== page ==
Facts about Lake Baikal

We found 18 facts about Lake Baikal

Blue eye of Siberia

Baikal is a tectonic lake located in Russia, in southern Siberia. Is the oldest and deepest lake in the world. It stretches for 636 km and its maximum width is 79 km. The depth, on the other hand, is over 1600 m. Around Baikal there are many mountain ranges called baikalides and tundra. It does not look like commonly known lakes, it looks more like a sea than a lake. It is a reservoir with crystal clear water in which animal species not found in other places live. The surroundings of Baikal are wonderful, raw, wild and beautiful nature - real Siberia. We invite you to meet with the "Blue Eye of Siberia".
Lake Baikal
The name of the lake comes from the Mongolian language and means "Lake of Nature".
The age of Baikal goes back to the oligocene.
The age of Baikal goes back to the oligocene. It is estimated that the lake exists about 25-30 million years. Its creation is associated with the collision of an Indian tectonic plate with Asia. It caused that the so-called the Amur plate began to move away from the Eurasian plate. A gap formed between them, which filled with water and thus Baikal arose.
The lake is growing by two millimeters a year.
Some scientists say that we are witnessing the birth of a new ocean because in the world of geology is a huge pace.
The mud layer at the bottom of the lake is about 7 km deep.
Baikal contains about 22% of all, not frozen fresh surface water in the world.
In the absence of drinking water, Baikal could meet the demand for water for 20% of the world's population.
It is considered the cleanest lake in the world.
Baikal on each side is surrounded by a mountain range and the shores of the lake consist of steep rocks, which means that the mud does not flow into the lake in large quantities.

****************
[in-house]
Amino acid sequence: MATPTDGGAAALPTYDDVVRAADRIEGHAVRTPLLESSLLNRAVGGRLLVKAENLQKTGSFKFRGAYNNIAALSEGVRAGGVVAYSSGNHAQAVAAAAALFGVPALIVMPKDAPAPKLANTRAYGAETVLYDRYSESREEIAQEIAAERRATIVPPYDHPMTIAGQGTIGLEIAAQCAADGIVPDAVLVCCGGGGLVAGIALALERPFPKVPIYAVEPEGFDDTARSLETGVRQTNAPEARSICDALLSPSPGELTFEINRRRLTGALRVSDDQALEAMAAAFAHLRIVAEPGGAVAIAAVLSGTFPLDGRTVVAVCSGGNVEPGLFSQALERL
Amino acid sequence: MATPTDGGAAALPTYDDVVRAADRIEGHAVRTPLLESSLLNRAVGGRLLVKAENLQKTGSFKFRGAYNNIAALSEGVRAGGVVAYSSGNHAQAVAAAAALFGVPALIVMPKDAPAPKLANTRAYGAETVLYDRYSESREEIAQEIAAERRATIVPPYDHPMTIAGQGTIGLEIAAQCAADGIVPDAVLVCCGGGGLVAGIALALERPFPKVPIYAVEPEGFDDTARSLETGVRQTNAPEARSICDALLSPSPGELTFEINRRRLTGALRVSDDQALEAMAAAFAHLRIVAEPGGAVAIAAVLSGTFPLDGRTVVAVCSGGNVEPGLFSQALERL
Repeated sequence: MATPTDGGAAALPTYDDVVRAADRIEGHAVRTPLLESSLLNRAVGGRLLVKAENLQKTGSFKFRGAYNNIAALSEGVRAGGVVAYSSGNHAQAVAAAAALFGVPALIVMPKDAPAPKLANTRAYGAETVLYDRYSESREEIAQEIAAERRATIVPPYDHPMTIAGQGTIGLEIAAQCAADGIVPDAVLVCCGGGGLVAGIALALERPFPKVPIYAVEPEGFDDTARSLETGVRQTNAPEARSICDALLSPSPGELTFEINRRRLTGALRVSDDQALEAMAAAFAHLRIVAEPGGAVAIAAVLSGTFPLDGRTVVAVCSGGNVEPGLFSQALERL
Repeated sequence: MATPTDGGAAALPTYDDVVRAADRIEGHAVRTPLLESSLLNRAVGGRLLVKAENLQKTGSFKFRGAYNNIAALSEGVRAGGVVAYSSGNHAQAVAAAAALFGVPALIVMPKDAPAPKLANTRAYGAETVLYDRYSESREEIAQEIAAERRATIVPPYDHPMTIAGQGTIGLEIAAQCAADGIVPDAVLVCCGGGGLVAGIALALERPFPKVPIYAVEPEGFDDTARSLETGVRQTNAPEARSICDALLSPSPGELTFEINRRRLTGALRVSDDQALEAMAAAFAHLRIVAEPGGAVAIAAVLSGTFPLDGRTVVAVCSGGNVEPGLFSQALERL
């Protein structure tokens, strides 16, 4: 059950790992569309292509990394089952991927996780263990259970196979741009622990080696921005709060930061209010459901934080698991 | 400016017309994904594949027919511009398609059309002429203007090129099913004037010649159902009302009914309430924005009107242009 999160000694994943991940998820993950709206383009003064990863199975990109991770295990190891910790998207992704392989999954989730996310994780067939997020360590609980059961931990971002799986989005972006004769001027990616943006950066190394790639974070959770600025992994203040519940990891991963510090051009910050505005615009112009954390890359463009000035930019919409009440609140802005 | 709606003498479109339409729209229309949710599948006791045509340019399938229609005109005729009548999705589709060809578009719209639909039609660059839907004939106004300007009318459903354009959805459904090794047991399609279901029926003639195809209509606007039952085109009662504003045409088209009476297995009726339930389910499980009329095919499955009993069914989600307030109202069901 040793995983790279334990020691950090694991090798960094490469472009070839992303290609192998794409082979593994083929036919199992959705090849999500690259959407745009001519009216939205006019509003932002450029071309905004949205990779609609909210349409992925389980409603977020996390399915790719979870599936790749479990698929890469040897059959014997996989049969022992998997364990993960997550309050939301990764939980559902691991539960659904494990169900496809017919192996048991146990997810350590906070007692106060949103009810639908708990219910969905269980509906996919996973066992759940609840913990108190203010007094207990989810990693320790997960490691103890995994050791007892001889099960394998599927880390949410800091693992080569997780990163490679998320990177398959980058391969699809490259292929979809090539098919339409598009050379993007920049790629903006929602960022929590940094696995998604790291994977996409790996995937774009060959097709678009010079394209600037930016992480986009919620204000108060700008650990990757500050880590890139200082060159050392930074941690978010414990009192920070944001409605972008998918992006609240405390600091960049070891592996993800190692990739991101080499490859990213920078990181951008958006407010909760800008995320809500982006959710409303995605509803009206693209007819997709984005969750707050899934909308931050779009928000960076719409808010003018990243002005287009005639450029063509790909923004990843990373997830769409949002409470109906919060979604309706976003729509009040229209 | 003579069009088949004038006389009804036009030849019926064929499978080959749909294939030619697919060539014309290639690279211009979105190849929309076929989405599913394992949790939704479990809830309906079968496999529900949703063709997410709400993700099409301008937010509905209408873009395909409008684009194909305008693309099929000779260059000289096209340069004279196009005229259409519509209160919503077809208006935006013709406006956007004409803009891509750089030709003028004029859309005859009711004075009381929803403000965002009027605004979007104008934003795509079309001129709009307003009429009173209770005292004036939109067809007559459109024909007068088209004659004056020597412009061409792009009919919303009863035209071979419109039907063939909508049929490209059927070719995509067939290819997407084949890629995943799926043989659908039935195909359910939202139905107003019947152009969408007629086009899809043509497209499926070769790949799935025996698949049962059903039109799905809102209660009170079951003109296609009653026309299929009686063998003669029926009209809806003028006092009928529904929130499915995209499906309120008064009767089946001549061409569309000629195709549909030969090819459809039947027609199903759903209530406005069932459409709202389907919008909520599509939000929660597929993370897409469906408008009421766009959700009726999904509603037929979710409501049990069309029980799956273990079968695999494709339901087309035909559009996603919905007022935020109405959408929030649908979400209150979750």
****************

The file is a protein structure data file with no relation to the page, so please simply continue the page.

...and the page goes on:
In Baikal there is excellent water transparency, which is 30-40 m in winter and 5-8 m in summer.
The Baikal waters are rich in oxygen even at considerable depths.
300 different rivers flow into Baikal.
Only one river flows out of it - Angara.
Baikal is one of the most biodiverse lakes on earth.
It lives in 1340 species of animals, including 745 species of endemic animals and 570 species of plants, including 150 endemic.
In the Baikal lake, there is the Baikal seal, the only completely freshwater seal in the world.
In winter, Baikal freezes and the ice cover can be up to 2 m thick.
The ice on Baikal is so transparent that the bottom can be seen at small depths.
Baikal is a windy and stormy lake.
Longitudinal winds blow here - the kultuk, which creates three-meter waves and the vyerchovik - milder wind, and crosswinds (barguzin, selenga, angara, schelonnyk and others). The coldest and most destructive is gornaja, reaching the strength of a hurricane.
In 1996, Lake Baikal and adjacent protected areas were enlisted on the UNESCO World Heritage List as areas of exceptional value for evolutionary sciences.
There are 27 islands on Lake Baikal.
The largest of them is Olkhon, which is the third largest lake island in the world. It is inhabited by about 1500 people - Buryats. The deepest place of Baikal (- 1637 m) is located near the island.
You can get to Baikal by the Trans-Siberian Railway.
Lake Baikal and the surrounding area were incorporated into Russia around the 17th century.
The first known inhabitants of the basin was the Siberian Kurian tribe, who appeared there around the 6th century.
The first European to visit Lake Baikal was Cossack, Kurbat Ivanov in 1643.
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